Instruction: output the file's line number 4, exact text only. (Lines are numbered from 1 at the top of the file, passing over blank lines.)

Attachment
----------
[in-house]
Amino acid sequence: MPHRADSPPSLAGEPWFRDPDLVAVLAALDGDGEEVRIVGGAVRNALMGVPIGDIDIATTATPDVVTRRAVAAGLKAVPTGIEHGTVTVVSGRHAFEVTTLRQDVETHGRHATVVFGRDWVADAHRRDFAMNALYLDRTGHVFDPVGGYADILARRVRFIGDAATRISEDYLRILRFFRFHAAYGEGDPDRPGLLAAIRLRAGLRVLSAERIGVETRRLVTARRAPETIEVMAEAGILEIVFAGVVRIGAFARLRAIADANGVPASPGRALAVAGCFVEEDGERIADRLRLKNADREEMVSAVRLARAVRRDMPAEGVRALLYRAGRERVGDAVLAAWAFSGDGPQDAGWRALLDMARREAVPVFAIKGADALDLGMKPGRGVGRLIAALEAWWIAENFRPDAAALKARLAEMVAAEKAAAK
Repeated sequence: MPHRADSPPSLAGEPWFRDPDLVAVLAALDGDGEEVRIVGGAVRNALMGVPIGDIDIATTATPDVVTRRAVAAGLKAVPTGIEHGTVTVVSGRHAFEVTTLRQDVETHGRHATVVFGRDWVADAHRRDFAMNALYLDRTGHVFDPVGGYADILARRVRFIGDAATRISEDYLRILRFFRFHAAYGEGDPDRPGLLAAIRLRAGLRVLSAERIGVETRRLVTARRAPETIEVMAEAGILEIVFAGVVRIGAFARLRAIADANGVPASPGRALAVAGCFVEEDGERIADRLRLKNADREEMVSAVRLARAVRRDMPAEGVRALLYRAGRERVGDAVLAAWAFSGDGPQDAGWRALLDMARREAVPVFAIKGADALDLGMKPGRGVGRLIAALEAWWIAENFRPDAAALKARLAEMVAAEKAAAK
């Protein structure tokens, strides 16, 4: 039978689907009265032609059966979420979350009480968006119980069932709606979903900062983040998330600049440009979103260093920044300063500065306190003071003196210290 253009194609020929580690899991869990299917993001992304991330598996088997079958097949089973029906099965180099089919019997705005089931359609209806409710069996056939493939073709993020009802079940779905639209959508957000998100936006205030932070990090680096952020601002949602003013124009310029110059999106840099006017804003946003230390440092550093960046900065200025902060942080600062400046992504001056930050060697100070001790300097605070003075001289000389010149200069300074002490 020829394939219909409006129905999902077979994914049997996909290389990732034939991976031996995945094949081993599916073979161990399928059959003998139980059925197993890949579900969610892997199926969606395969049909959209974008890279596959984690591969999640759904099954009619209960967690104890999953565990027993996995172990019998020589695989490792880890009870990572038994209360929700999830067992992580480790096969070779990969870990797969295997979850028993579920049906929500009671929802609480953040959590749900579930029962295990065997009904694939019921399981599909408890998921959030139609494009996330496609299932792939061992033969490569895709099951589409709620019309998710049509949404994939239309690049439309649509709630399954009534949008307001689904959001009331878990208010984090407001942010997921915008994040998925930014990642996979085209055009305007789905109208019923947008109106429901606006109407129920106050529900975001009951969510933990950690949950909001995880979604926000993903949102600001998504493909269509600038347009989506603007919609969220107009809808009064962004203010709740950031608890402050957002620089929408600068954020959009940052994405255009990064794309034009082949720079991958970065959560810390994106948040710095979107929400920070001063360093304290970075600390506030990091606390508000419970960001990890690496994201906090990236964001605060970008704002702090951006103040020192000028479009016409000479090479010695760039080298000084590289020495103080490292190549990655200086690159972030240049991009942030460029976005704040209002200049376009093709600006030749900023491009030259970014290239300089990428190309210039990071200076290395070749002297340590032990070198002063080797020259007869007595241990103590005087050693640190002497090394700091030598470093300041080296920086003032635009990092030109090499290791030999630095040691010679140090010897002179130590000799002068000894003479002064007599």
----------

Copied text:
């Protein structure tokens, strides 16, 4: 039978689907009265032609059966979420979350009480968006119980069932709606979903900062983040998330600049440009979103260093920044300063500065306190003071003196210290 253009194609020929580690899991869990299917993001992304991330598996088997079958097949089973029906099965180099089919019997705005089931359609209806409710069996056939493939073709993020009802079940779905639209959508957000998100936006205030932070990090680096952020601002949602003013124009310029110059999106840099006017804003946003230390440092550093960046900065200025902060942080600062400046992504001056930050060697100070001790300097605070003075001289000389010149200069300074002490 020829394939219909409006129905999902077979994914049997996909290389990732034939991976031996995945094949081993599916073979161990399928059959003998139980059925197993890949579900969610892997199926969606395969049909959209974008890279596959984690591969999640759904099954009619209960967690104890999953565990027993996995172990019998020589695989490792880890009870990572038994209360929700999830067992992580480790096969070779990969870990797969295997979850028993579920049906929500009671929802609480953040959590749900579930029962295990065997009904694939019921399981599909408890998921959030139609494009996330496609299932792939061992033969490569895709099951589409709620019309998710049509949404994939239309690049439309649509709630399954009534949008307001689904959001009331878990208010984090407001942010997921915008994040998925930014990642996979085209055009305007789905109208019923947008109106429901606006109407129920106050529900975001009951969510933990950690949950909001995880979604926000993903949102600001998504493909269509600038347009989506603007919609969220107009809808009064962004203010709740950031608890402050957002620089929408600068954020959009940052994405255009990064794309034009082949720079991958970065959560810390994106948040710095979107929400920070001063360093304290970075600390506030990091606390508000419970960001990890690496994201906090990236964001605060970008704002702090951006103040020192000028479009016409000479090479010695760039080298000084590289020495103080490292190549990655200086690159972030240049991009942030460029976005704040209002200049376009093709600006030749900023491009030259970014290239300089990428190309210039990071200076290395070749002297340590032990070198002063080797020259007869007595241990103590005087050693640190002497090394700091030598470093300041080296920086003032635009990092030109090499290791030999630095040691010679140090010897002179130590000799002068000894003479002064007599």